11-27-2011 09:43 PM
Some of my friends, their Hotmail account were being hacked and use to send spam mails. Some of their account password were even being changed and they are unable to access it.
Some of them contacted Microsoft to assist and have their password reset, some of them created a new account and re-add their friends.
Rarely, I would even receive friends invitation (accept / decline, etc.) from unknown people with suspicious email address. When you accept them, you would never see them online or the account is not available in facebook or friendster.
In the past, I would even receive junk message (link to threats, etc.) from friends account through Windows Live Messenger. So far I have not receive this for quite some time, so it's ok. I would advise friends who are affected to change their account password, but I am unsure whether would it work?
Why does this happens and how to protect our account from being attacked / make use of?
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11-28-2011 01:34 AM
Password compromises of web-based services most often occur because of three reasons:
My suggestion would be to avoid invites from suspicious accounts on instant messengers, social media and so forth. If you get a suspicious message from someone you know, try contacting them out-of-band (i.e., using a different means than they used to contact you, such as by sending them a text message if they sent you an email) to notify them about the suspicious message(s) you received.
Changing the password on a compromised account often works, but it is always a good idea to check with the particular service provider to see if they have any specific or additional recommendations about how to secure the account.
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11-28-2011 05:20 AM
Great suggestions. One of the things I find troubling is that many of these free services - facebook, gmail, etc, ask for additional personal information to help validate your identity. I struggle with this a bit as it seems counter-intuitive to me. If some of these sites can be hacked, do I want them to store additional information about me ?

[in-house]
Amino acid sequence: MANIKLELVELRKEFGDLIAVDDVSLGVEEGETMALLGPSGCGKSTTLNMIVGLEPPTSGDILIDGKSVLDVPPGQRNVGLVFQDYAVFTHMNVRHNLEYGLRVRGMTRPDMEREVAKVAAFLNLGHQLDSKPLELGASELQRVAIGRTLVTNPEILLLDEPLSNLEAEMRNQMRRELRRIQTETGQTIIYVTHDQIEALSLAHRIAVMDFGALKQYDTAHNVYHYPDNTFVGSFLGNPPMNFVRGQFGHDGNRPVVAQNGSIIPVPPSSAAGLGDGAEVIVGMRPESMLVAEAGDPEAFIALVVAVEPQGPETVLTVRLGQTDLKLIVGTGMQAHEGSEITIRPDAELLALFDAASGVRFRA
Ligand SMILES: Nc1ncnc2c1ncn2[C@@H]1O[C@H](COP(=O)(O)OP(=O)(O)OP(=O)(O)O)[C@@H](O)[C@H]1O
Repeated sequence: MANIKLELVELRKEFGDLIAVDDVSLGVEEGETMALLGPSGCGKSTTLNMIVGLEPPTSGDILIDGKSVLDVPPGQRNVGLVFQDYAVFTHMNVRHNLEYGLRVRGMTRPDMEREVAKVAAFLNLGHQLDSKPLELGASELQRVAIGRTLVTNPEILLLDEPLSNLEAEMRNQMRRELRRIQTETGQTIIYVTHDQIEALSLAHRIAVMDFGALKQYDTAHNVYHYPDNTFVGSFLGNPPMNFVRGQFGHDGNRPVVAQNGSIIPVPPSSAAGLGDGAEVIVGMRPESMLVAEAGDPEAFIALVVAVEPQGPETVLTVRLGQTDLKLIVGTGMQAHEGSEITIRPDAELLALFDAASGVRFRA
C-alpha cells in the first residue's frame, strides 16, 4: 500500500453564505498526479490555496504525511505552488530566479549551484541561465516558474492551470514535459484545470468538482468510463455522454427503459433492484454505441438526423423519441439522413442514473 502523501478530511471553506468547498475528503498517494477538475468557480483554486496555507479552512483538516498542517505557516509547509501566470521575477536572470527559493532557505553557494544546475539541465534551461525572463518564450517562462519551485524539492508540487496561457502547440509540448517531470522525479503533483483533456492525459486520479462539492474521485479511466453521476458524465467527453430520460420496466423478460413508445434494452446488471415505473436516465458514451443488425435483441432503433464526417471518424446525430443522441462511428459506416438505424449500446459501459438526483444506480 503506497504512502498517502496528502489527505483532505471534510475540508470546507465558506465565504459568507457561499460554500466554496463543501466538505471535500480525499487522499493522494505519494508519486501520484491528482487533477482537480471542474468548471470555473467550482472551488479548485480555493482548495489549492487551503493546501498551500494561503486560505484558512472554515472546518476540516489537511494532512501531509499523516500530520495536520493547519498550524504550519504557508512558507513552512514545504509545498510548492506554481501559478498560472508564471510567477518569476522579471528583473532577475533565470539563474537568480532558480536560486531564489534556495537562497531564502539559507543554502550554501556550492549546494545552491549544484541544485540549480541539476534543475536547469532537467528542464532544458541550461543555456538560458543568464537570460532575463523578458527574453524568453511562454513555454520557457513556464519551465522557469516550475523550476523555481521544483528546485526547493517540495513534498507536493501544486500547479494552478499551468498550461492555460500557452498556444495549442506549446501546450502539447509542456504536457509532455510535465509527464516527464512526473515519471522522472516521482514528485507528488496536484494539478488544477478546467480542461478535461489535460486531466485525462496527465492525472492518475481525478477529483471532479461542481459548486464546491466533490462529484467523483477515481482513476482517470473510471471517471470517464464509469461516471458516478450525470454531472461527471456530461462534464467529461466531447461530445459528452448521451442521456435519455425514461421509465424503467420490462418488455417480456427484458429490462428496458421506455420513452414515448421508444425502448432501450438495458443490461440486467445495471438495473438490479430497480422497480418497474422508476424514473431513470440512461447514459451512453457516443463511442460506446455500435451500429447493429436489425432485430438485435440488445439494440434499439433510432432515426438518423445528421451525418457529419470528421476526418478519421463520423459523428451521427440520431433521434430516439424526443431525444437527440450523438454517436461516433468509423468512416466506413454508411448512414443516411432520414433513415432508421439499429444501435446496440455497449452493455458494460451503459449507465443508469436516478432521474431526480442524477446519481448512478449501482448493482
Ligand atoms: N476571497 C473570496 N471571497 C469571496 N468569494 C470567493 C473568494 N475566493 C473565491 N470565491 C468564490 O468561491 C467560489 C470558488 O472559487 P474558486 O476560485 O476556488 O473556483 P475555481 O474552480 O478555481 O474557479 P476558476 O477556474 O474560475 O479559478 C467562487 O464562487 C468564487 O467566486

So far, I resist adding an more information. Am I being too cautious?
11-28-2011 06:43 AM
11-28-2011 08:24 AM
Although Aryeh addressed your question on the why and how password compromises occur, I'd like to add additional information about the issue you raised regarding compromised Hotmail accounts.
"Some of my friends, their Hotmail account were being hacked and use to send spam mails. Some of their account password were even being changed and they are unable to access it."
The Hotmail team has incorporated security features designed to protect and recover a Hotmail account. These features include those listed below. In addition, the Hotmail team has rolled out a new security feature that will prevent choosing a very common password when recovering a compromised Hotmail account, signing up for a Hotmail account or when changing your password. Also, if you are already using a common password, you may, at some point in the future, be asked to change it to a stronger password.
1) Designate an alternate e-mail address. Be careful when entering the alternate e-mail address as it will need to be confirmed.
11-29-2011 02:22 AM
When the questions one is asked seem to be... intrusive, I'm a firm believer in providing an answer that I can remember, but is not necessarily truthful. For example, if asked for my birth date, I may give the year I was born, but specify January 1st for the date.
More elaborate answers can be given to questions, especially those required to reset a password, but it is important to store those answers safely offline someplace, so in the event you have forgotten your password or need to change it, you will be able to do so.
In a home environment, I personally feel that an address book—the actual paper kind that you write in with a pen—stored near the computer (but not at it, or at least, out of sight from it) is a great place to keep mnemonics and tips to help you answer password recovery questions for web sites. Keep in mind, though, that you should not write the actual answers to the questions in there, just something that helps you remember your answer.